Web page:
Mormons from across the country gathered in Hawke's Bay to celebrate the 130th anniversary of the Book of Mormon being translated and distributed in te reo Māori.
The church held a hui tau , (which translates as annual meeting), which is understood to be the first held since the 1950s, despite once being a common event.
It was held at Te Hauke, the first place the Book of Mormon was translated and distributed in te reo Māori.
Local Church member and Hastings District Councillor Bayden Barber said about 150 people had come from across the country for the commemorations.
The church celebrated with a pōwhiri, presentations from church historians on Saturday and a church service held in te reo on Sunday.
"That's probably a first in many, many, many decades, that's happened.
"The weekend was a very significant event, but to have the church services all in te reo Māori was a great way to finish it off."
The Mormon faith was particularly well received by Ngāti Kahungunu when missionaries arrived in the late 1800s.
Barber said several Ngāti Kahungunu tohunga (priests) had made prophecies about the coming of the church.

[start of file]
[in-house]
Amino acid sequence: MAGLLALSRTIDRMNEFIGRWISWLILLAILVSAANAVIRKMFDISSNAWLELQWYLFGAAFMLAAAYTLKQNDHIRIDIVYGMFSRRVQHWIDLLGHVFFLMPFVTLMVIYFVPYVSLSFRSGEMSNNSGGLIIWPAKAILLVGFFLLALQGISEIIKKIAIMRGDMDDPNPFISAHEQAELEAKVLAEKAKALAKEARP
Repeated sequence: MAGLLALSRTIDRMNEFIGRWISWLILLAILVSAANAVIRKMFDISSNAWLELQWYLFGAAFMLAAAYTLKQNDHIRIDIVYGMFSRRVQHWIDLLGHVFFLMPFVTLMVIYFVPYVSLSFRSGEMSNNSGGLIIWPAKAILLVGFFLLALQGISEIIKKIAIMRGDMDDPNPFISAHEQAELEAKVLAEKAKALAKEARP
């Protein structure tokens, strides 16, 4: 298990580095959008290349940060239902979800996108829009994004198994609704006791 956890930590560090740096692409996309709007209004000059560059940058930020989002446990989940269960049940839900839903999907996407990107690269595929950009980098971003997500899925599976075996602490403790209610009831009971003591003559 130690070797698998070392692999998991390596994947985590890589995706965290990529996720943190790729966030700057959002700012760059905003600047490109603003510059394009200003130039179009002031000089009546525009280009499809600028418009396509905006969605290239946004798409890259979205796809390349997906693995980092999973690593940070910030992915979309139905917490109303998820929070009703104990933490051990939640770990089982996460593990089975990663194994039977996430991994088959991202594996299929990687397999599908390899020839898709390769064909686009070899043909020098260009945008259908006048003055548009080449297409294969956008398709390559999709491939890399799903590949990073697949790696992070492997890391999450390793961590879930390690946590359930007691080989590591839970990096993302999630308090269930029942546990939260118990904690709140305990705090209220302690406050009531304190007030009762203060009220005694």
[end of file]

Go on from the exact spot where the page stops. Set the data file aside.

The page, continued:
"When the church came, the Māori people in Ngāti Kahungunu had already been prepared."
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"So they flocked to the church in big numbers.
"There is a really big backstory to the church and its history here in Hawke's Bay."
Barber said members of the church from the north have already offered to hold a hui tau, next year, meaning they will likely become an more common occurrence in the church's calendar.
"What I think will happen is different parts of the country will hold an annual meeting like this where a lot of te reo Māori is spoken.
"There is already a lot of interest to do something similar around different parts of the country."
He said when the hui tau stopped happening in the 1950s, the church started to promote faith rather than culture.
"A lot of our parents missed out on the culture side of things, the language.
"But now we are seeing that faith and culture can be intertwined as one."